Blue jays aren’t always the friendliest birds. You might consider them aggressive — at least when it comes to who gets a chance at the bird feeder — or even bold. You would probably also consider them to be quite noisy. And while these are perfect descriptions of blue jays, it does not describe Gracie the blue jay.
In 2015 Dina Theissen spotted a small baby bird under an oak tree near the front door of her home in Palm Beach, Florida. She believed that the bird had either fallen from its nest or was abandoned, so she called a wildlife rescue agency and they advised her to leave the bird and hopefully its mother would come back for it.
The mother of the baby bird didn’t come back, so Theissen decided to care for it herself.
After a few days and still no sign of the bird’s mother, Theissen brought the bird inside her enclosed patio. Her family would become the bird’s foster family.
Theissen’s 6-year-old daughter fixed the bird, which she named Gracie, a nest made from a shoebox, and the family nursed the bird until its adult feathers started to grow in.
“An unbreakable bond was developed on that patio, from the endless hours Gracie and I spent together,” Theissen told The Dodo.
The family kept Gracie on their patio for five weeks before they released the bird.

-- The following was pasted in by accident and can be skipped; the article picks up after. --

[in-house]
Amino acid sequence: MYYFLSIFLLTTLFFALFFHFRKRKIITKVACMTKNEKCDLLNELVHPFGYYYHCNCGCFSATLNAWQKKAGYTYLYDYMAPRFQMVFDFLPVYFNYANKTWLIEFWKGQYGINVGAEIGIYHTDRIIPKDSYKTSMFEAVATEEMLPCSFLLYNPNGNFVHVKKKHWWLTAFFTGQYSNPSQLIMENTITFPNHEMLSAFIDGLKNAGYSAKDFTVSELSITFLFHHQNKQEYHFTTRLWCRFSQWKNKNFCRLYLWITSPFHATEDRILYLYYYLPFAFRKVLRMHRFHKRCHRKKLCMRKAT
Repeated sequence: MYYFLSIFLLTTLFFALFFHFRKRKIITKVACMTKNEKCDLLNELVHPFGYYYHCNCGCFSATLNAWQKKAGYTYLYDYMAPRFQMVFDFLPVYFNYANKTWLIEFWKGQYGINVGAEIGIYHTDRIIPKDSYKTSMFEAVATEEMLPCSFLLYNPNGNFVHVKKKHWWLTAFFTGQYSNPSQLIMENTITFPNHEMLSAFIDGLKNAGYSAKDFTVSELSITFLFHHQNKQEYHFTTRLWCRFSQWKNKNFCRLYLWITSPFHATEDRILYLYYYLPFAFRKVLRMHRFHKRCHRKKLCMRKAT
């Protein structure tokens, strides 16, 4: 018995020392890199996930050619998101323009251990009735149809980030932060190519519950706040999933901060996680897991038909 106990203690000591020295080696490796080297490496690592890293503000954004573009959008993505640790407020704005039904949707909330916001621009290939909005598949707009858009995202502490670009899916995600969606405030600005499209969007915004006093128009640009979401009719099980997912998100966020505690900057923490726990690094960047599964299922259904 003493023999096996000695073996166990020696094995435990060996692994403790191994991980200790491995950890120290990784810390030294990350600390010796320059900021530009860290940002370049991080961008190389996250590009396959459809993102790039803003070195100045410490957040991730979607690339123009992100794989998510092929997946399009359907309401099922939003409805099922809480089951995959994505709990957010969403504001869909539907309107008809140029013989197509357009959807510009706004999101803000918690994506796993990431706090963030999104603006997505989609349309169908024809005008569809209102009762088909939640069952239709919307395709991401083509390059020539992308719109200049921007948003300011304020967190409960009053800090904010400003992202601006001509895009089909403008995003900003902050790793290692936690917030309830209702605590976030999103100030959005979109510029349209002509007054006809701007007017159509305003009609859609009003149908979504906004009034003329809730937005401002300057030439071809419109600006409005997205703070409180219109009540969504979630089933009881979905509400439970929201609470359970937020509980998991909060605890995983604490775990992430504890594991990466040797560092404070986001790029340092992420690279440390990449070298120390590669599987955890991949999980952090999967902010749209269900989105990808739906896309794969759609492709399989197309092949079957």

Theissen, who became a foster mom to Gracie, said it was remarkable to watch the blue jay grow up and learn how to fend for itself. Although it did receive some help, she commented to The Dodo that the two would work as a team whenever Gracie spotted an insect.
Eventually it came time for Gracie to go back into the wild, so after caring for the bird for four weeks the Theissens attempted to release Gracie, but he flew right back. They tried again and after five and a half weeks of love from the Theissens, Gracie finally flew the coop.
“It wasn’t easy for us, but that was our ultimate goal and we knew it was for the best,” Theissen said to The Dodo.
Gracie flew the coop but didn’t quite want to leave completely.
The family was sad to see Gracie leave, but their sadness didn’t last long because the next day Gracie showed up at their house. And he showed up the day after and the day after that and nearly every day for the next two and a half years.
Typically the bird would only visit for a few minutes, and in 2016 when Theissen was diagnosed with ovarian cancer those few minutes meant everything.
“Gracie would fly over, come in through the little hole in our porch screen and sit next to me on the couch,” she told PEOPLE. “I was very weak and tired, and he would be chirping away, acting like he was having a conversation with me. It’s like he knew that something was wrong — he was showing empathy.”
Every day Gracie came back to visit his first family, helping Theissen through a tough time.
Theissen, who is now in remission, credits Gracie with helping her and her family emotionally through the dark days of surgery and chemotherapy.
“He has helped us in ways that one can only feel … even if not fully explained,” she said.